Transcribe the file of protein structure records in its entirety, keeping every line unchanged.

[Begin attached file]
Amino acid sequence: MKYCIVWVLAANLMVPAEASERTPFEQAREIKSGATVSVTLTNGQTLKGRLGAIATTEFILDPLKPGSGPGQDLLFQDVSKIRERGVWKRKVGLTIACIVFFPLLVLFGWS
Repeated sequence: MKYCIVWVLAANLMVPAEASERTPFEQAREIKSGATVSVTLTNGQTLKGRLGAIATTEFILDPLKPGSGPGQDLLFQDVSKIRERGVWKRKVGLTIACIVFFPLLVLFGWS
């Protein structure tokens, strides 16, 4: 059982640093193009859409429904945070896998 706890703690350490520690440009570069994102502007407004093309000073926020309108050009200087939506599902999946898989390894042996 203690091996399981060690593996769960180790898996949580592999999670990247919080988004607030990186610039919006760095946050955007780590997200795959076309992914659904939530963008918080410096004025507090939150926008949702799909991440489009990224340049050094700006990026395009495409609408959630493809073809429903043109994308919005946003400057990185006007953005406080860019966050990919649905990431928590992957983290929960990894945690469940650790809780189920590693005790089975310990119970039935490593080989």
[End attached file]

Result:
Amino acid sequence: MKYCIVWVLAANLMVPAEASERTPFEQAREIKSGATVSVTLTNGQTLKGRLGAIATTEFILDPLKPGSGPGQDLLFQDVSKIRERGVWKRKVGLTIACIVFFPLLVLFGWS
Repeated sequence: MKYCIVWVLAANLMVPAEASERTPFEQAREIKSGATVSVTLTNGQTLKGRLGAIATTEFILDPLKPGSGPGQDLLFQDVSKIRERGVWKRKVGLTIACIVFFPLLVLFGWS
């Protein structure tokens, strides 16, 4: 059982640093193009859409429904945070896998 706890703690350490520690440009570069994102502007407004093309000073926020309108050009200087939506599902999946898989390894042996 203690091996399981060690593996769960180790898996949580592999999670990247919080988004607030990186610039919006760095946050955007780590997200795959076309992914659904939530963008918080410096004025507090939150926008949702799909991440489009990224340049050094700006990026395009495409609408959630493809073809429903043109994308919005946003400057990185006007953005406080860019966050990919649905990431928590992957983290929960990894945690469940650790809780189920590693005790089975310990119970039935490593080989």